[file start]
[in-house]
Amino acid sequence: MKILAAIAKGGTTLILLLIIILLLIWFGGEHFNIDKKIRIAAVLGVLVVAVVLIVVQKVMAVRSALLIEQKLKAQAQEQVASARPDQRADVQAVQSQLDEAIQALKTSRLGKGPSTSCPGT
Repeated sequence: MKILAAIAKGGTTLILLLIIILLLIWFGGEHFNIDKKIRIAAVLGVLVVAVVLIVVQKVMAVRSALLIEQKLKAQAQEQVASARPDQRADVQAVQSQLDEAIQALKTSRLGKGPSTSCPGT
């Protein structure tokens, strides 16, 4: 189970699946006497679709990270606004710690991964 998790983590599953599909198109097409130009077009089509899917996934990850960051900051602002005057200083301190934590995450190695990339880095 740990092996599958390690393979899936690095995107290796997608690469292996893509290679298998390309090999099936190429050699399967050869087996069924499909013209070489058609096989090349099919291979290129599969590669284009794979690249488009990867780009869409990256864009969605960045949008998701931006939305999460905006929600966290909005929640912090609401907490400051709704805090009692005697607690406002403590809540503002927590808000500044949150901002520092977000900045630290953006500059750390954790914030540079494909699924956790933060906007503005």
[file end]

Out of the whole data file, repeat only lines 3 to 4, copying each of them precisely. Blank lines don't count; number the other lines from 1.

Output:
Repeated sequence: MKILAAIAKGGTTLILLLIIILLLIWFGGEHFNIDKKIRIAAVLGVLVVAVVLIVVQKVMAVRSALLIEQKLKAQAQEQVASARPDQRADVQAVQSQLDEAIQALKTSRLGKGPSTSCPGT
């Protein structure tokens, strides 16, 4: 189970699946006497679709990270606004710690991964 998790983590599953599909198109097409130009077009089509899917996934990850960051900051602002005057200083301190934590995450190695990339880095 740990092996599958390690393979899936690095995107290796997608690469292996893509290679298998390309090999099936190429050699399967050869087996069924499909013209070489058609096989090349099919291979290129599969590669284009794979690249488009990867780009869409990256864009969605960045949008998701931006939305999460905006929600966290909005929640912090609401907490400051709704805090009692005697607690406002403590809540503002927590808000500044949150901002520092977000900045630290953006500059750390954790914030540079494909699924956790933060906007503005």